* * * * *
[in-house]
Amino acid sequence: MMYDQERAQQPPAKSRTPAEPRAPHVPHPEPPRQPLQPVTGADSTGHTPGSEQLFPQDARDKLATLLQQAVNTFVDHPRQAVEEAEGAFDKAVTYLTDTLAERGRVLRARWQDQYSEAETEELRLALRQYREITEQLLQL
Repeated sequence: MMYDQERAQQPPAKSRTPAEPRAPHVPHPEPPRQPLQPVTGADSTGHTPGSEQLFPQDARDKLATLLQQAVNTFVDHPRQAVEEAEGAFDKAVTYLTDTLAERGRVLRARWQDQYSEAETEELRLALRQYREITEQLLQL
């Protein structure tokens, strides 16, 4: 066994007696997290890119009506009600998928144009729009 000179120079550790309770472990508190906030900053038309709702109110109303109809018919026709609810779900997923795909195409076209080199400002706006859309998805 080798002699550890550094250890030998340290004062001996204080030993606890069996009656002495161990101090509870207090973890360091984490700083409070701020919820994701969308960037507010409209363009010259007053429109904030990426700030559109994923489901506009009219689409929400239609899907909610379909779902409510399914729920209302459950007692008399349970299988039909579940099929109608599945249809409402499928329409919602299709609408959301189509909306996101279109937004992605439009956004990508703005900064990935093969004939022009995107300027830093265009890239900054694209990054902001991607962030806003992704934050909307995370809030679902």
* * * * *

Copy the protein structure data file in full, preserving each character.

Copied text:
[in-house]
Amino acid sequence: MMYDQERAQQPPAKSRTPAEPRAPHVPHPEPPRQPLQPVTGADSTGHTPGSEQLFPQDARDKLATLLQQAVNTFVDHPRQAVEEAEGAFDKAVTYLTDTLAERGRVLRARWQDQYSEAETEELRLALRQYREITEQLLQL
Repeated sequence: MMYDQERAQQPPAKSRTPAEPRAPHVPHPEPPRQPLQPVTGADSTGHTPGSEQLFPQDARDKLATLLQQAVNTFVDHPRQAVEEAEGAFDKAVTYLTDTLAERGRVLRARWQDQYSEAETEELRLALRQYREITEQLLQL
């Protein structure tokens, strides 16, 4: 066994007696997290890119009506009600998928144009729009 000179120079550790309770472990508190906030900053038309709702109110109303109809018919026709609810779900997923795909195409076209080199400002706006859309998805 080798002699550890550094250890030998340290004062001996204080030993606890069996009656002495161990101090509870207090973890360091984490700083409070701020919820994701969308960037507010409209363009010259007053429109904030990426700030559109994923489901506009009219689409929400239609899907909610379909779902409510399914729920209302459950007692008399349970299988039909579940099929109608599945249809409402499928329409919602299709609408959301189509909306996101279109937004992605439009956004990508703005900064990935093969004939022009995107300027830093265009890239900054694209990054902001991607962030806003992704934050909307995370809030679902």